Tag Archives: Funerals

Superstitions about Funerals, Death and Everything in Between

Superstitions have always been viewed with wild amusement and are not usually taken seriously. However, you still see people crossing their fingers for luck, knocking on wood to avoid tempting fate, or refrain from walking under ladders “just in case” – somehow, people still acknowledge the existence of superstitions.

Among those superstitions are those that are related with death, dying and funerals. Read the superstitions as well as their possible origins. Taking them seriously is up to you.

Thunder after funerals means the deceased entered heaven :

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The source for this superstition could have been Bible-based, saying an archangel shall blow a horn to awaken the dead and proclaim Christ’s return. However, there’s another belief that thunderstorms during a funeral (Knoxville TN) and other places indicate that the deceased is heading to a warmer place. Perhaps the difference lies in whether Christian burial’s rites were properly conducted.

Corpses should be brought out of the house feet first :

The eyes are considered as the “windows to the soul”, and there are a number of superstitions that involve the eyes, e.g. placing coins on the dead person’s eyelids. Another example is removing the corpse feet first.

The deceased is said to be carried out of the house feet first to stop him or her from looking back, and to prevent him from making others follow him to death.

Pallbearers Should Wear Gloves :

This superstition existed as early as the Victorian Era, and still persists today in various areas. According to the elders, those who carry the casket must wear gloves, or else the deceased’s spirit might enter their bodies through direct contact.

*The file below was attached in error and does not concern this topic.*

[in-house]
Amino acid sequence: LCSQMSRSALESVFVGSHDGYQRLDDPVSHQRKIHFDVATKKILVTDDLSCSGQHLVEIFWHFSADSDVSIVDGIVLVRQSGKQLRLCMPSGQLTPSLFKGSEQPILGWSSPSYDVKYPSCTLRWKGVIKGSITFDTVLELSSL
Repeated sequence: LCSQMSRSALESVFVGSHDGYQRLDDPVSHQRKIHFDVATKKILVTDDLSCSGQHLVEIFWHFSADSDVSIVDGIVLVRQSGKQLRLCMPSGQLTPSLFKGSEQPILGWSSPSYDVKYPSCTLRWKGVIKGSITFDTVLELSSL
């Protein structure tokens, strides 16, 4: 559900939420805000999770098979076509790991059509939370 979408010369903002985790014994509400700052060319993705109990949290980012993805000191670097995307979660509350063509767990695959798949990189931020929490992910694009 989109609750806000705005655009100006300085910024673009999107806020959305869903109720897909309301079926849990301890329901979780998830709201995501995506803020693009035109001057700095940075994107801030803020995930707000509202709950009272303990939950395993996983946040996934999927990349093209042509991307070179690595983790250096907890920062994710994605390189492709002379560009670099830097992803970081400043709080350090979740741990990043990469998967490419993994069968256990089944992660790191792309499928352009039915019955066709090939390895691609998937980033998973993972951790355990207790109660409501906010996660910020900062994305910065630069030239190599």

This tale’s origin is still unknown, but many people attending a funeral (Knoxville TN) and other similar affairs still acknowledge the validity of these superstitions.

The dead must be buried with their head pointing west :

You may have not noticed before, but cemeteries usually bury their dead with heads pointing west. This is because sunrise signifies renewal or birth, and sunsets indicate death and evil.

Christian tradition indicates that the Last Judgment commences from the east, and cemeteries bury their dead for them too look towards the east in anticipation.

Pregnant women mustn’t attend funerals :

There are various creatures associated with this folk belief, and even today, expectant mothers avoid attending a funeral (Knoxville TN) as much as possible because of this superstition.

People wonder if there’s any truth behind this tale: explanations range from the deceased’s spirit entering the unborn child, to the pregnant woman having this emotional nature that can cause miscarriage.

There’s a different superstition in relation to this: a pregnant woman can attend a funeral, but she shouldn’t look at the deceased. Maybe this is because spirits may tend to lead her child to the land of the dead.

Cover all your mirrors if a death took place :

This is still included in the Jewish grieving process even now, and people have covered mirrors inside a home that followed a death.

There are different reasons behind this mindset, such as a symbolism of not focusing on oneself and instead focusing on the person who died, or to signify a withdrawal from society during the period of mourning.

There are mystic rationale as well, such as mirrors being covered to stop the deceased’s spirit from being trapped inside the glass.

Other funeral (Knoxville TN) superstitions and customs are still performed and believed strongly today. Usually, they are part of religious traditions and orientations.

It’s all up to you whether to react to them with a shiver or a laugh, but it all comes down to one thing – aside from love and thoughtfulness, fear is also a factor in funeral planning for many years.

There’s a different superstition in relation to this: a pregnant woman can attend a funeral, but she shouldn’t look at the deceased. To know more about Superstitions about Funerals, visit this site www.gentrygriffey.com.